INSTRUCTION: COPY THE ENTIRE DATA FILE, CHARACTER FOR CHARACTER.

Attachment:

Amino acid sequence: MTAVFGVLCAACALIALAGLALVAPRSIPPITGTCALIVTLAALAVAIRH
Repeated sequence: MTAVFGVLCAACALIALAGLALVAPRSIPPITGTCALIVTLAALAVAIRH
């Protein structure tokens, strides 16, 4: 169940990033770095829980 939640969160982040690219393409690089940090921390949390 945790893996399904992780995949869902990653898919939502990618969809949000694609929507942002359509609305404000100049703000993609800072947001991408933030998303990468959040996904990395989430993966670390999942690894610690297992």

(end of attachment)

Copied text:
Amino acid sequence: MTAVFGVLCAACALIALAGLALVAPRSIPPITGTCALIVTLAALAVAIRH
Repeated sequence: MTAVFGVLCAACALIALAGLALVAPRSIPPITGTCALIVTLAALAVAIRH
């Protein structure tokens, strides 16, 4: 169940990033770095829980 939640969160982040690219393409690089940090921390949390 945790893996399904992780995949869902990653898919939502990618969809949000694609929507942002359509609305404000100049703000993609800072947001991408933030998303990468959040996904990395989430993966670390999942690894610690297992």